The x and y coordinates oscillate 90o out of phase with angular frequency ω = kc, the tip of E  moves clockwise on an ellipse.
B = -i kb cos(ωt) + j ak sin(ωt), the tip of B  moves clockwise on an ellipse.

#### Problem:

(a)  A point charge q rests at the origin.
A natural choice of potentials for this static problem is V(r,t) = q/(4πε0r), A(r,t) = 0.
Consider the gauge transformation with λ(r,t) = qt/(4πε0r) + k/r3,
where k is a constant.
Calculate the transformed potentials and fields.   Discuss the result.
(b)  Find E and B given the potentials  A(ρ,φ,z) = -k C ln(ρ2)/(4π),  V = 0.
Which charge or current distributions produce these fields?   Can you find a gauge transformation which leaves the transformed vector potential  A(ρ,φ,z) = 0?

Solution:

• Concepts:
Gauge transformations
• Reasoning:
A and Φ are not unique.
A
--> A + λ, V --> V - ∂λ/∂t is called a gauge transformation.
• Details of the calculation:
(a) Transformed potentials:
Ar(r,t)  = ∂λ/∂r = -qt/(4πε0r2) - 3k/r4.  The other components of A are zero.
V(r,t) = -q/(4πε0r)  - q/(4πε0r)  = 0.
E = -∂A/∂t - V, B = ×A, (SI units).
Transformed fields:
Er = -∂Ar/∂t = q/(4πε0r2), the other components of E are zero.
B = ×A = 0 since A is irrotational.  It has only a radial component which does not depend on θ and φ.
E and B are invariant under a gauge transformation.
(b) B = ×A = -∂Az/∂ρ (φ/φ) = C/(2πρ) (φ/φ),  E = 0.
This is the magnetic field produced by a current I = C/μ0 in an infinitely long, straight wire.  No free charges are present.
A gauge transformation leaving A' = 0 would require a scalar function  λ, such that λ = -A.
Such a λ does not exist since ×λ = 0 and ×A = B, which is not equal to zero.

#### Problem:

(a)  Write down expressions for the electric field E and the magnetic field B in terms of the scalar potential Φ and the vector potential A.
(b)  Given Φ = 0 and  A = k0α/(4c)](ct -|x|)2 for |x| < ct, A = 0 for |x| > ct, find E and B.
(c)  Write down the boundary conditions for the normal component of E and the tangential component of B at the x = 0 interface.
(d)  Find the surface charge density and the surface current density at the x = 0 interface.  (Assume media with ε0 and μ0 on both sides of the interface.)

Solution:

• Concepts:
Maxwell's equations, scalar and vector potential
• Reasoning:
We are supposed to write down E and B in terms of the scalar and vector potential.
• Details of the calculation:
(a)  E = -∂A/∂t - Φ, B = ×A
(b)  E = -k0α/2](ct -|x|),  B = ±j0α/(2c)](ct -|x|),  It  x > 0 B points into the y-direction, if x < 0 B points into the -y-direction
(c and d)

(E2 - E1)∙n2 = σ/ε0,,  E is continuous at x = 0, there is no surface charge density.

(B2 - B1)∙t = μ0k∙n, B is discontinuous at x = 0, ksurface = -αt k.

#### Problem:

Show that in free space with ρ = 0 and  j = 0 Maxwell's equations are correctly obtained from a single vector potential A satisfying

∇∙A = 0, 2A - (1/c2)∂2A/∂t2 = 0,  Φ = 0.

Solution:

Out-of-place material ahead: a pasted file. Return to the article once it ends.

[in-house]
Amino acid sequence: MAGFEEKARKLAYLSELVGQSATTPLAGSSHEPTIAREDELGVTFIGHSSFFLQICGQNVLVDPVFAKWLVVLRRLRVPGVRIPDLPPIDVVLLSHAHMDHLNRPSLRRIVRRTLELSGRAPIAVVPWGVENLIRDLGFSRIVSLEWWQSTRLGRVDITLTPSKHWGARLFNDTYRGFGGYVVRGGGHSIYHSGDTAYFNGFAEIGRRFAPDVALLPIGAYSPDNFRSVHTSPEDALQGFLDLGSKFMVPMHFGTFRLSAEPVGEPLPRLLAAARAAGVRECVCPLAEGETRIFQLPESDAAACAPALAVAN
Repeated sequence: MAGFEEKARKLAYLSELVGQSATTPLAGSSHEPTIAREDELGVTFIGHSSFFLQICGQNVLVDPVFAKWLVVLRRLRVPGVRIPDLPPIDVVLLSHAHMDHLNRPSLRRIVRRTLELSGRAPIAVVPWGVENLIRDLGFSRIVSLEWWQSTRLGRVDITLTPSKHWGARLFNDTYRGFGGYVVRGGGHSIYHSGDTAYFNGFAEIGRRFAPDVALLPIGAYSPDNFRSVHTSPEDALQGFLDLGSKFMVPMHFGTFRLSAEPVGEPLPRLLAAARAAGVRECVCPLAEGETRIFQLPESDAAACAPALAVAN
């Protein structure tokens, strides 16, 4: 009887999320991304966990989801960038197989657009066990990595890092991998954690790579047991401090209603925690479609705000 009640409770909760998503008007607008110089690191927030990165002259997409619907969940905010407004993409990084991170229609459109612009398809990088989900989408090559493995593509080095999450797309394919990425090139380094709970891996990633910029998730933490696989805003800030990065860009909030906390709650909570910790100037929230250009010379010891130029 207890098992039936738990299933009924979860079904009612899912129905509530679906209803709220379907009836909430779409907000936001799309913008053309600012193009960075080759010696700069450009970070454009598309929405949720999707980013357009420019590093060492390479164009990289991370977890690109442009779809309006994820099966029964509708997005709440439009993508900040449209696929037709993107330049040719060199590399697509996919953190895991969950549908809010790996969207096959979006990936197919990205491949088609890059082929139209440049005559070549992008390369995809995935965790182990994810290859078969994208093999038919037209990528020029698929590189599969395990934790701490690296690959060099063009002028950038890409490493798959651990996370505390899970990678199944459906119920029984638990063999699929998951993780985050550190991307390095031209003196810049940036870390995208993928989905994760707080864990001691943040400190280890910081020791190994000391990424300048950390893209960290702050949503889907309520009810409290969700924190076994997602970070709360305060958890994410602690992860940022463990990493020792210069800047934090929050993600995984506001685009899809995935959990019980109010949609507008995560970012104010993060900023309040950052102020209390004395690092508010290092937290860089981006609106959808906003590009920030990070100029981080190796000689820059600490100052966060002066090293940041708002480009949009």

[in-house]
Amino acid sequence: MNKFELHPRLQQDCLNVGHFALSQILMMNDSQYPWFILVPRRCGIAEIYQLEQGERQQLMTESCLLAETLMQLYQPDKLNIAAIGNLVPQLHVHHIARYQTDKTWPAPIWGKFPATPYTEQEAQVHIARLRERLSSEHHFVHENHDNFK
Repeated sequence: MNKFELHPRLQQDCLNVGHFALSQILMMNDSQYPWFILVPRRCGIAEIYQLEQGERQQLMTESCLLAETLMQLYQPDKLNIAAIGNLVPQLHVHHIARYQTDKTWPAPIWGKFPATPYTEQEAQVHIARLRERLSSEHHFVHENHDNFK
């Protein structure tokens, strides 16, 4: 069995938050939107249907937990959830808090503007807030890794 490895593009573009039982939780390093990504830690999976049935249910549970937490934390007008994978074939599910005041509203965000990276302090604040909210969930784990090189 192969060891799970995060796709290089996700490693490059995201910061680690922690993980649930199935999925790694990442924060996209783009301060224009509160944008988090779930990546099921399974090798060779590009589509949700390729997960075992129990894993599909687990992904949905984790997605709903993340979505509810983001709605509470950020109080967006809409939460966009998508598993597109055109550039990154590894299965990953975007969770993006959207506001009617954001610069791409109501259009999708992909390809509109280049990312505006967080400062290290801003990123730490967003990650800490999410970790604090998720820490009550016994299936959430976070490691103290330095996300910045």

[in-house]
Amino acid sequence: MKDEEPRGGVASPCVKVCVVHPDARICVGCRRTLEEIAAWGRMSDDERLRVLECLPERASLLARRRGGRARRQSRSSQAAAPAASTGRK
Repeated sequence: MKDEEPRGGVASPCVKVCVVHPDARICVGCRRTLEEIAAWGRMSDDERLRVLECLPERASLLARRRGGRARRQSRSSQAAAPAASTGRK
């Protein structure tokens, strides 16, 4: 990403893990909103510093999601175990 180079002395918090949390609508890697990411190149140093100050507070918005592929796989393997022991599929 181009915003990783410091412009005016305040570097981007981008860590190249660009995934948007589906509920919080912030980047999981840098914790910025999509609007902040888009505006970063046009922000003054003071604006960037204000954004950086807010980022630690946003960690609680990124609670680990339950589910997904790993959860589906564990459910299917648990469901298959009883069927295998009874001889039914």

• Concepts:
Maxwell's equations, E = -∂A/∂t - Φ, B = ×A
• Reasoning:
Given ∇∙A = 0, 2A - (1/c2)∂2A/∂t2 = 0,  Φ = 0, we are supposed to obtain Maxwell's equations.
• Details of the calculation:
Φ = 0, therefore E = -∂A/∂t, B = ×A.
∇∙B = 0 automatically and ∇∙E = 0 from ∇∙A = 0.
×E = -∂/∂t(×A) = -∂B/∂t.
Only the ×B equation remains.
×B = ×(×A) = (∇∙A) - 2A-∇2A.
Given: 2A - (1/c2)∂2A/∂t2 = 0.
Therefore ×B = -(1/c2)∂2A/∂t2 = (1/c2)∂E/∂t, which is the remaining equation.

#### Problem:

(a)  Consider the following vector potential A:
Ax = 0,  Ay = bx,  Az = 0.
Find the corresponding magnetic field.
(b)  Consider the following vector potential A':
A'x = -by,  A'y = 0,  A'z = 0.
Find the corresponding magnetic field.
(c)  A' = A + f(x, y,z).  Find f.
(d)  The Lagrangian of a particle with mass m and charge q moving in the presence of a magnetic field is
L = ½ mv2 + qv∙A.
Using the vector potential from part (a) or part (b), write down Lagrange's equations of motion, the Hamiltonian, and Hamilton's equations of motion.
(e)  Solve the equations of motion.

• Concepts:
The vector potential
• Reasoning:
The vector potential is not unique.  It enters into the Lagrangian, but the equations of motion do not depend on the gauge.
• Details of the calculation:
(a)  B = ×A = b k.
(b)  B = ×A' = b k.
(c)  ∂f/∂x = -by,  ∂f/∂y = -bx,  ∂f/∂z = 0.
f = -byx + constant.
(d)  Using the vector potential from part (a):
L = ½ m(vx2 + vy2 + vz2) + qvybx.
∂L/∂vx = mvx = px  ∂L/∂vy = mvv + qbx = py = constant,  ∂L/∂vz = mvz = pz = constant.
Lagrange's equations of motion:
pz = mvz = constant, dvz /dt = az = 0.
py = mvv + qbx = constant, dvy /dt = ay = -qbvx/m.
d/dt(∂L/∂vx) - ∂L/∂x = 0,  ax = qbvy/m.
H(x,p) = pxvx + pyvy + pzvz - L
= px2/m + py(py - qbx)/m + pz2/m - ½px2/m - ½(py -qbx)2/m - ½pz2/m - qvybx
= ½px2/m + ½(py - qbx)2/m + ½pz2/m.
Note: p is the canonical, not the mechanical momentum.
Hamilton's equations of motion:  ∂H/∂px = dx/dt,  ∂H/∂x = -dpx/dt, similar for the other components.
vx = px/m,  vy = (py - qbx)/m,  vz = pz/m,
dpx/dt = qb(py - qbx)/m,  dpy/dt = 0,  dpz/dt = 0.
This yields az = 0,  ay = -qbvx,  ax = qb(py  - qbx)/m2 = qbvy/m.
(e) az = 0,  vz = vz0,  z = z0 + vz0t.
ay = -qbvx,  ax = qbvy/m.
x = Acos(ωt + φ) + x0,  y = Asin(ωt + φ) + y0,  vx = -ωAsin(ωt + φ),  vy = ωAcos(ωt + φ),
ax = -ω2Acos(ωt + φ) = ωvy,  ay = -ω2Asin(ωt + φ) = ωvx, ω = qb/m.
The initial conditions determine x0, y0, A and φ.